Photo courtesy of SMU athletics
On Thursday, SMU linebacker Jimmy Phillips Jr. made history.
Phillips is the first college athlete to have ever completely executed an NIL deal.
“For me it’s an honor to say I was the first collegiate athlete ever to legally sign autographs and do it on Instagram Live,” he said.
We were able to ask Phillips about the historic event via Twitter direct messages, as well as pull quotes from the Instagram Live where it happened. To watch Phillips make history, check out the Instagram Live link to the video here.
A lot has been made of some superstar deals in the infancy of the NIL era. But it was a linebacker with 34 career tackles in 34 career games at a Group of 5 school that officially cashed in first.
At 12:01 a.m. on July 1, Phillips signed digital autographs through Fangage’s digital autograph platform. It feels pretty fitting that an SMU player was the first to cash in on the new NIL regulations — or lack thereof.
LETS GO @Jimmydagreaaat‼️
Forever the first to (legally) get paid for NIL.
Only fitting it's an SMU student athlete… https://t.co/U41Z61KnL8
— Fifth Quarter SMU✌️ (@FQ_SMU) July 1, 2021
The linebacker from Mesquite, Tex. was a part of a virtual event. The event showcased Fangage’s new platform.
Fans were able to upload their own personal photos for Phillips to sign on his iPad while watching on Instagram Live.
As for who received that historic first autograph, it’s former SMU football player and current Fangage CEO, Josh Bryant.
Phillips was asked how fitting he found it that someone from SMU was the first to capitalize on NIL.
“God’s plan,” Phillips said.
At the beginning, there was a moment of realization, of just how momentous this was.
“I sat in my chair [in] disbelief,” Phillips said. “Like, this really is happening.”
In becoming the first to capitalize on the new legislation, Phillips didn’t care to do anything extravagant.
“I just had to understand the new ruling and kept it simple,” he said.
That really seems to be the key with the floodgates open. It’s great to see that Phillips seemingly took the time to make sure he knew what the situation was.
Despite describing it as “a long time coming,” Phillips said he “wasn’t expecting to see it while I’m in college..it was very surprising. I was very happy myself, but I was really happy for the future athletes that will be coming to college and actually experience this.”
That consideration for future athletes is something that is likely to play a big factor in recruiting.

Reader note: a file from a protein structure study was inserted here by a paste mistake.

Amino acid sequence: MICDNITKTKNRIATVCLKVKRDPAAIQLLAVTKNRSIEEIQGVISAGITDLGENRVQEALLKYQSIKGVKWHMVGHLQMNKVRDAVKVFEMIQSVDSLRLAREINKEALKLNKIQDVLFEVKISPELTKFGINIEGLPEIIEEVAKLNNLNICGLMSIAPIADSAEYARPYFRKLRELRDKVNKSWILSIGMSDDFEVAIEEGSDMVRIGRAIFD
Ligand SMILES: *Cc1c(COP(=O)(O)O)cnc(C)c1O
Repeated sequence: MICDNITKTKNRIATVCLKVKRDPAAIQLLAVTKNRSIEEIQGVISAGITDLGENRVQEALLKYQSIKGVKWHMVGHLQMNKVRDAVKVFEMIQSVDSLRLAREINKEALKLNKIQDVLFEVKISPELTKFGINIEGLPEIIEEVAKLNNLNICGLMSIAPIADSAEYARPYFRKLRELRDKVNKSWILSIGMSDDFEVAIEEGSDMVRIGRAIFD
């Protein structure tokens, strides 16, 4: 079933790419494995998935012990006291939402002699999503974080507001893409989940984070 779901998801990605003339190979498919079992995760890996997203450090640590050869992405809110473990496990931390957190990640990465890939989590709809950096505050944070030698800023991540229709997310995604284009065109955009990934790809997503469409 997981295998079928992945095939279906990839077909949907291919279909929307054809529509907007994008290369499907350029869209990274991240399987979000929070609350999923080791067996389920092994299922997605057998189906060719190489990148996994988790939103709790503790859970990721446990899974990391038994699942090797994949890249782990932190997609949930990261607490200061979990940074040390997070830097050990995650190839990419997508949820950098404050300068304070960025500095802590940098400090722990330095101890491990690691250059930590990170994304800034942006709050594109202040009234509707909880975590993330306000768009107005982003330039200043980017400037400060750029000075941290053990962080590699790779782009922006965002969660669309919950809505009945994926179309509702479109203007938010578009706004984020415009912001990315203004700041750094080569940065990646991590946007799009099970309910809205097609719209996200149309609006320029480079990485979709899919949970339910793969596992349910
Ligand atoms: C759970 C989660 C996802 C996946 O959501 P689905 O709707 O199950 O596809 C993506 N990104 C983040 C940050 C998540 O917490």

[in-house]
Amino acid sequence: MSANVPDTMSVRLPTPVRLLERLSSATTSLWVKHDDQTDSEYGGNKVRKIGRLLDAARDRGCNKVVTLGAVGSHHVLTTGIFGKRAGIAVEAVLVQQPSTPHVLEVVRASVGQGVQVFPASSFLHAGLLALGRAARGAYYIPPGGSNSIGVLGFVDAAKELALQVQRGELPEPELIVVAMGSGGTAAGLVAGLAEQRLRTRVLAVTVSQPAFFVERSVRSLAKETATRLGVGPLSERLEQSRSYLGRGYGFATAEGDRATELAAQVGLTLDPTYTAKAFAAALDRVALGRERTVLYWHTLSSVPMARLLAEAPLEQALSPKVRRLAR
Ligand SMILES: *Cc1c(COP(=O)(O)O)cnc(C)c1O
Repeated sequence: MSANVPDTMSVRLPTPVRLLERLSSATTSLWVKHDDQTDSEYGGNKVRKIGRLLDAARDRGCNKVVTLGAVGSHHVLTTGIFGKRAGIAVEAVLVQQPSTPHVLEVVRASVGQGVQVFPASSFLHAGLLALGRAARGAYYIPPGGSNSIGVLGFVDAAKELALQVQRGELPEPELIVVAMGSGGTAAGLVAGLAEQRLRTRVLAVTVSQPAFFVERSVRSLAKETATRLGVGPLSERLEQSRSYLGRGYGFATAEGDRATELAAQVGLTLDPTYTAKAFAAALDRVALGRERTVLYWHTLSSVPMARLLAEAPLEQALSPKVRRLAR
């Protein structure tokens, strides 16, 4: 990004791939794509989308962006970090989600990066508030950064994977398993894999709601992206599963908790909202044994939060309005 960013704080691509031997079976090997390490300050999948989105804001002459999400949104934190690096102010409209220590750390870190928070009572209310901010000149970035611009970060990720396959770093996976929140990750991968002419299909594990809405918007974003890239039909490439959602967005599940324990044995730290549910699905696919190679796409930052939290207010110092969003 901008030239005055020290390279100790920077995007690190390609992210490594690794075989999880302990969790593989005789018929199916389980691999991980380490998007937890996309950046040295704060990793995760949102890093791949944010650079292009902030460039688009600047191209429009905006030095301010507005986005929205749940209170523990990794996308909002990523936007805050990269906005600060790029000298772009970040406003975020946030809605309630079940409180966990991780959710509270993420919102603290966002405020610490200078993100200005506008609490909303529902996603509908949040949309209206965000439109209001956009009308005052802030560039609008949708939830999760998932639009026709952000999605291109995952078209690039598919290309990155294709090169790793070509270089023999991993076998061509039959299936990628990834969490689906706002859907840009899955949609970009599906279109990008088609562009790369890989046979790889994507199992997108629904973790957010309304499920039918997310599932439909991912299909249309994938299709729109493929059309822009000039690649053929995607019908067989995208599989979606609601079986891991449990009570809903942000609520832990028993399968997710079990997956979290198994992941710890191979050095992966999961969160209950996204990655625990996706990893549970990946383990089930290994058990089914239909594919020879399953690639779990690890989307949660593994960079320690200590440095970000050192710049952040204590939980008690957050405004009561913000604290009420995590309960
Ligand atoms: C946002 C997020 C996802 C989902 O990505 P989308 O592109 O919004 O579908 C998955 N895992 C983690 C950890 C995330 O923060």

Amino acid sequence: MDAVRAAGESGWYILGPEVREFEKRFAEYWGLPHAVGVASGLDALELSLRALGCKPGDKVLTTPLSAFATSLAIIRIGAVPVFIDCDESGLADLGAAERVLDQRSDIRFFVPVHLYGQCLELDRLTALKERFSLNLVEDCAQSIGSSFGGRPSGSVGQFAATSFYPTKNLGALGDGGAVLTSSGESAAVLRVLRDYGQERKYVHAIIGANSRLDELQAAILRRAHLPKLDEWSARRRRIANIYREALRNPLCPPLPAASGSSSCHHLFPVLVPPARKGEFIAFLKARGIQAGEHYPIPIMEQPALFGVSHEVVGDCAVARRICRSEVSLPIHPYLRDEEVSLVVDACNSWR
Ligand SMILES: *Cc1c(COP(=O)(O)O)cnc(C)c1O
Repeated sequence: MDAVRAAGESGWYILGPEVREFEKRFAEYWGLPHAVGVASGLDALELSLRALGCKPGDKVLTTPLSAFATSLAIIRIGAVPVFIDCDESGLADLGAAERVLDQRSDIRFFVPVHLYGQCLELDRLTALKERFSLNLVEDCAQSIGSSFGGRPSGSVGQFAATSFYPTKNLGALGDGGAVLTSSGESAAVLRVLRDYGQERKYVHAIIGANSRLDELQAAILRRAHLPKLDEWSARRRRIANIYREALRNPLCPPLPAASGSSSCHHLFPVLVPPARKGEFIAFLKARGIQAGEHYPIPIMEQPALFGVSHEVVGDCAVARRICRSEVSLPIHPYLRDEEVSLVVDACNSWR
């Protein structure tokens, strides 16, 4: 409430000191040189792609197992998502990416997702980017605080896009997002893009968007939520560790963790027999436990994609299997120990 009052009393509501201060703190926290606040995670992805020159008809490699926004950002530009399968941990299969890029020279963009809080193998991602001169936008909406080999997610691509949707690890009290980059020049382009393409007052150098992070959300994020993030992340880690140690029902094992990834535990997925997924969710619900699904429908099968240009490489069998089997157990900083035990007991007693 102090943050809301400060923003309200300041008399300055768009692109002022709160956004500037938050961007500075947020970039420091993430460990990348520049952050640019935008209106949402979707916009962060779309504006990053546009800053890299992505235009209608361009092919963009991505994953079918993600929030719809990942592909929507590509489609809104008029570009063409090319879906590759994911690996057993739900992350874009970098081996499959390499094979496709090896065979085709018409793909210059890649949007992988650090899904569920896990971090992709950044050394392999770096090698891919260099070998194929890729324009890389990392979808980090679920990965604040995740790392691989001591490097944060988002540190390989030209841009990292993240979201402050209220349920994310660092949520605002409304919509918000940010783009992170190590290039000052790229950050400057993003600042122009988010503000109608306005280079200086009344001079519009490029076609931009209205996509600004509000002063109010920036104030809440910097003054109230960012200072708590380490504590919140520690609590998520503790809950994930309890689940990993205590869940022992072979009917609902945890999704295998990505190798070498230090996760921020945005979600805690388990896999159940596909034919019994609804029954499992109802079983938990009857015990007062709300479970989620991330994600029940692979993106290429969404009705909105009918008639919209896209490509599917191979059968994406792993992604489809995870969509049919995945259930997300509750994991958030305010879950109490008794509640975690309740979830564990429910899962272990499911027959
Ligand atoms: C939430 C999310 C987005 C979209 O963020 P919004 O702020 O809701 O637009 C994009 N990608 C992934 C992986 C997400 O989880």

Teams will be looking to gain a leg up by helping their athletes grow their personal brands. Plenty of athletes will get paid, and, sure, performance will be a big factor in how much they get paid.
But being able to have a social brand will help more than anything. The smartest programs are the ones that are going to help with that.
For example, SMU football might have foreseen this shift prior to the 2020 season. They partnered with a brand expert to come in to help with brand management, as well as create a logo for each player.
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Now, at the end of any SMU football highlight clip, their brand flashes. Some athletes have even taken to using that brand as their profile picture across social platforms.
Phillips has his as his Twitter header:
One concern that many NIL detractors have voiced, is that it will only benefit a handful of athletes. The rest, they say, will miss out.
Phillips being the first to cash in might not completely destroy that theory, but it at least puts a dent in it. He also disagreed with those detractors.
“I think whoever can be the most creative, unique, and be able to express themselves will be able to use the new rule as an advantage and make bucks,” he said.
Readers may remember Phillips being included in our list of potential SMU breakout defenders for 2021.
It will certainly be interesting to see if he does have a breakout season, and how that might impact the demand for future NIL deals. When asked what his plans are for himself and what’s next in terms of NIL, he said he’s “open to all business!”